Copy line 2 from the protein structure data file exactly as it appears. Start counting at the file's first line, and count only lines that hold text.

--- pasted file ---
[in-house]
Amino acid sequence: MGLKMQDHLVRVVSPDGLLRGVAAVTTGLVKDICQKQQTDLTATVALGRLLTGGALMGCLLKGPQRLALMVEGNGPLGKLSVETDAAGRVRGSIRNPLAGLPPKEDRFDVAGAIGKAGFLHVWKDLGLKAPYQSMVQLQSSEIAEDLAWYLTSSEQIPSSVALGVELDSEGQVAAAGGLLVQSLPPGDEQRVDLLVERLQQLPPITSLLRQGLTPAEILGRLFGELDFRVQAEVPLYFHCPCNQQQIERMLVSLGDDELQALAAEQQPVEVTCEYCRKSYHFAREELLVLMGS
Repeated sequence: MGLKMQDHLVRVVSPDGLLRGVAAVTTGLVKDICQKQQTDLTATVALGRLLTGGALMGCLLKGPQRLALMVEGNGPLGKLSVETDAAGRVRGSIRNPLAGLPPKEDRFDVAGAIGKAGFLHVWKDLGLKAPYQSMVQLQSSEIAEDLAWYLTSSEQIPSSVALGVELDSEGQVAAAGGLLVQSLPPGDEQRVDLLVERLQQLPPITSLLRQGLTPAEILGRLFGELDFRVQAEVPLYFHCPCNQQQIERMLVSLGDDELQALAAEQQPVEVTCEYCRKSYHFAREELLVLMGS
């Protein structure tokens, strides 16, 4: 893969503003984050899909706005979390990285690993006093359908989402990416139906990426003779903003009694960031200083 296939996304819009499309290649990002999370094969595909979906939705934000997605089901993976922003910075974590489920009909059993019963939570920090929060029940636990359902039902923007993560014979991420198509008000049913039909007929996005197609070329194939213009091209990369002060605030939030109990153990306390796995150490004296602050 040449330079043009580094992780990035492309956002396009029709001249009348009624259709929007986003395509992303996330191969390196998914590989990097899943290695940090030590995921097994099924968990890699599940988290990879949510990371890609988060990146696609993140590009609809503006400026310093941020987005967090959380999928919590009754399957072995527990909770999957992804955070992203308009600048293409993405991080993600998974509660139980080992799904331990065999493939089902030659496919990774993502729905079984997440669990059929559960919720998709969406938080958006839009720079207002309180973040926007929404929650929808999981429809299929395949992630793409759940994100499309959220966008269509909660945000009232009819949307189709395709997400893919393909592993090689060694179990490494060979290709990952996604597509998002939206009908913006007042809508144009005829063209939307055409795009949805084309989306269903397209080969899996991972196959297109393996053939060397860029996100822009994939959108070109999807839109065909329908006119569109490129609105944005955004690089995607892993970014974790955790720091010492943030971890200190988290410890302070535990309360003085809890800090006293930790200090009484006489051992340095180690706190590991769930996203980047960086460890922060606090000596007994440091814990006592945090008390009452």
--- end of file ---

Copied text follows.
Amino acid sequence: MGLKMQDHLVRVVSPDGLLRGVAAVTTGLVKDICQKQQTDLTATVALGRLLTGGALMGCLLKGPQRLALMVEGNGPLGKLSVETDAAGRVRGSIRNPLAGLPPKEDRFDVAGAIGKAGFLHVWKDLGLKAPYQSMVQLQSSEIAEDLAWYLTSSEQIPSSVALGVELDSEGQVAAAGGLLVQSLPPGDEQRVDLLVERLQQLPPITSLLRQGLTPAEILGRLFGELDFRVQAEVPLYFHCPCNQQQIERMLVSLGDDELQALAAEQQPVEVTCEYCRKSYHFAREELLVLMGS